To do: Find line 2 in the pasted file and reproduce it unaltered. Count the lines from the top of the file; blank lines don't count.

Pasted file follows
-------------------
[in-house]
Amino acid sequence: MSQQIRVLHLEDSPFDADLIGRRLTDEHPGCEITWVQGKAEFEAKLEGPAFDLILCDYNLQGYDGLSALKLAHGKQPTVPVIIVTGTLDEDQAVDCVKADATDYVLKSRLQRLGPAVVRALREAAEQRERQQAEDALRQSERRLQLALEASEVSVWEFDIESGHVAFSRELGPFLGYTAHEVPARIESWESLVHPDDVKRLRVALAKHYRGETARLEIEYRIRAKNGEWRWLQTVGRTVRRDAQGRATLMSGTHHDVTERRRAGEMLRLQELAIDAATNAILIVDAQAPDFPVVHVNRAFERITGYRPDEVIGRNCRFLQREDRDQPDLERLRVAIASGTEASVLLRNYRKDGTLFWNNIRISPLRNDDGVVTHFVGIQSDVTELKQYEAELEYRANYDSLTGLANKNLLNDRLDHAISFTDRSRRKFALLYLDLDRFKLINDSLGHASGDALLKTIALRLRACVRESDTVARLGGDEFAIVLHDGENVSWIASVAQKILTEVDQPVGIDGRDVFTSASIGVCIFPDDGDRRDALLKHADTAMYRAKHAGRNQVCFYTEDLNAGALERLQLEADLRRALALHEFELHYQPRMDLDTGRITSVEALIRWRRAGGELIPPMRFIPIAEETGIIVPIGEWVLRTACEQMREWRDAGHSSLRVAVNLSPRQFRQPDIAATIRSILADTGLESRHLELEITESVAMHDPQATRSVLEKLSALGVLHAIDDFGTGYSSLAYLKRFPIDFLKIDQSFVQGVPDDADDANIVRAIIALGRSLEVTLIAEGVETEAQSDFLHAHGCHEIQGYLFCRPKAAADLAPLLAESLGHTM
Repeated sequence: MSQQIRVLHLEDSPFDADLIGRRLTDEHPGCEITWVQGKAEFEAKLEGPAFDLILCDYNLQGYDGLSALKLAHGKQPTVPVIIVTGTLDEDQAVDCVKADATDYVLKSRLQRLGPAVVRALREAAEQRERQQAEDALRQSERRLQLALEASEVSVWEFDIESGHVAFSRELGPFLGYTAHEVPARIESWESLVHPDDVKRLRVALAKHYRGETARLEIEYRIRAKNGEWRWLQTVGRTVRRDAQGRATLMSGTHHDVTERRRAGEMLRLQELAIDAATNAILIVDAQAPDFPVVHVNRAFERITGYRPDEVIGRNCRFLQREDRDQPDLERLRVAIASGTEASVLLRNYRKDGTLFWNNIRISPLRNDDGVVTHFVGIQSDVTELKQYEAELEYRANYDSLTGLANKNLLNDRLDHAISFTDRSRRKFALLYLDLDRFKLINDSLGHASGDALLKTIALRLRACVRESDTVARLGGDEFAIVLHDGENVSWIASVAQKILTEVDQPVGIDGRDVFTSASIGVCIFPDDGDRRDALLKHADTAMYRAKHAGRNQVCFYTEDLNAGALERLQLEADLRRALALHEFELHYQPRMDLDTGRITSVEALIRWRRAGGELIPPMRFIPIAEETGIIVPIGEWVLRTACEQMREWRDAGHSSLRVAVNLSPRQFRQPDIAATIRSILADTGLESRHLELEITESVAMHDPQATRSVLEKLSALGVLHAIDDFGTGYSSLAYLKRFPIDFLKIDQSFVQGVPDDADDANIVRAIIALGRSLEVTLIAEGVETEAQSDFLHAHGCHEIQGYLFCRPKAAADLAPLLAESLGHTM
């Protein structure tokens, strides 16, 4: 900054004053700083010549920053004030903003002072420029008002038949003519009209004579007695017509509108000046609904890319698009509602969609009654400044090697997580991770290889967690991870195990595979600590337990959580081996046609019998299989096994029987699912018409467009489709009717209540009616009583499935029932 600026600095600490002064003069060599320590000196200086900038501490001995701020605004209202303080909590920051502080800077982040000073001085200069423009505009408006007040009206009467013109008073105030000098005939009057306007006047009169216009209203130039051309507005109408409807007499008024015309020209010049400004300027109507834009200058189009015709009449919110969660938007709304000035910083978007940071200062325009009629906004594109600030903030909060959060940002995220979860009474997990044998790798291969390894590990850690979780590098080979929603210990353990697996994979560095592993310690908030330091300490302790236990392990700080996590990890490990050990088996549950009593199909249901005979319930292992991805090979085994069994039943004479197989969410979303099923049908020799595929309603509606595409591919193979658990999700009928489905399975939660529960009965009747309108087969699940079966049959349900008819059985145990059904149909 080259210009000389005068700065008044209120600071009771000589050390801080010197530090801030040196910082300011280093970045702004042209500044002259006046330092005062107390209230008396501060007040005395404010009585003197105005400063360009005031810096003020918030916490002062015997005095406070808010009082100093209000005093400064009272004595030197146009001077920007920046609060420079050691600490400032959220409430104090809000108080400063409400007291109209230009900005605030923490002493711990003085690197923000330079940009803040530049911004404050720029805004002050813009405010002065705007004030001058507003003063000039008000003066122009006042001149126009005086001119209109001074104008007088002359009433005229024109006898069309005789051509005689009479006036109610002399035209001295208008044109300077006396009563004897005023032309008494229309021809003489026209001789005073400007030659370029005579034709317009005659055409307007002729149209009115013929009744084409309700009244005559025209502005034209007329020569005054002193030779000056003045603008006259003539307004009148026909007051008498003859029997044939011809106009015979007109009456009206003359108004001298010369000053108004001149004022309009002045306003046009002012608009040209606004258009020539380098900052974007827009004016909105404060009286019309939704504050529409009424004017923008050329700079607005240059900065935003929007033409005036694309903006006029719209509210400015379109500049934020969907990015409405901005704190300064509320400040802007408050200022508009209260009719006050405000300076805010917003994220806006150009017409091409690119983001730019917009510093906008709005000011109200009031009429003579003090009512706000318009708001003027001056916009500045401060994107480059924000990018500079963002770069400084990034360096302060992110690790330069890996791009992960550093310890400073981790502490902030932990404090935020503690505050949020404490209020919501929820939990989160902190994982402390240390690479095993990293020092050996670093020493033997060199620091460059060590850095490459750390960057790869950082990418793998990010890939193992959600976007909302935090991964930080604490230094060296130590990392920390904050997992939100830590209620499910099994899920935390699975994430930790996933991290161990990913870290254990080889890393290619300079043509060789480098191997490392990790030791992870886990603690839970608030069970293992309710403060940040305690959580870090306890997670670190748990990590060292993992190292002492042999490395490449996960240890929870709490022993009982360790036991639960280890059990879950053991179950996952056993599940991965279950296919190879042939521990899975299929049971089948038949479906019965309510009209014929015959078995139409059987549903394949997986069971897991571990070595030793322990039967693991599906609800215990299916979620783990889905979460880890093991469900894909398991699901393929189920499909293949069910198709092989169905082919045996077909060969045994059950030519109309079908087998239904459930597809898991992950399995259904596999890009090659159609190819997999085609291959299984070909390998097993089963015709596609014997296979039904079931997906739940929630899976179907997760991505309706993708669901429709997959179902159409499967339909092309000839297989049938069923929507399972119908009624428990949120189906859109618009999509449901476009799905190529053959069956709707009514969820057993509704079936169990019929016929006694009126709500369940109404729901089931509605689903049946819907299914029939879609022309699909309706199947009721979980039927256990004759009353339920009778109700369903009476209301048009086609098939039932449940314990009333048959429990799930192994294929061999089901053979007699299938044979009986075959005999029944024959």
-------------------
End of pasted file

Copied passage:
Amino acid sequence: MSQQIRVLHLEDSPFDADLIGRRLTDEHPGCEITWVQGKAEFEAKLEGPAFDLILCDYNLQGYDGLSALKLAHGKQPTVPVIIVTGTLDEDQAVDCVKADATDYVLKSRLQRLGPAVVRALREAAEQRERQQAEDALRQSERRLQLALEASEVSVWEFDIESGHVAFSRELGPFLGYTAHEVPARIESWESLVHPDDVKRLRVALAKHYRGETARLEIEYRIRAKNGEWRWLQTVGRTVRRDAQGRATLMSGTHHDVTERRRAGEMLRLQELAIDAATNAILIVDAQAPDFPVVHVNRAFERITGYRPDEVIGRNCRFLQREDRDQPDLERLRVAIASGTEASVLLRNYRKDGTLFWNNIRISPLRNDDGVVTHFVGIQSDVTELKQYEAELEYRANYDSLTGLANKNLLNDRLDHAISFTDRSRRKFALLYLDLDRFKLINDSLGHASGDALLKTIALRLRACVRESDTVARLGGDEFAIVLHDGENVSWIASVAQKILTEVDQPVGIDGRDVFTSASIGVCIFPDDGDRRDALLKHADTAMYRAKHAGRNQVCFYTEDLNAGALERLQLEADLRRALALHEFELHYQPRMDLDTGRITSVEALIRWRRAGGELIPPMRFIPIAEETGIIVPIGEWVLRTACEQMREWRDAGHSSLRVAVNLSPRQFRQPDIAATIRSILADTGLESRHLELEITESVAMHDPQATRSVLEKLSALGVLHAIDDFGTGYSSLAYLKRFPIDFLKIDQSFVQGVPDDADDANIVRAIIALGRSLEVTLIAEGVETEAQSDFLHAHGCHEIQGYLFCRPKAAADLAPLLAESLGHTM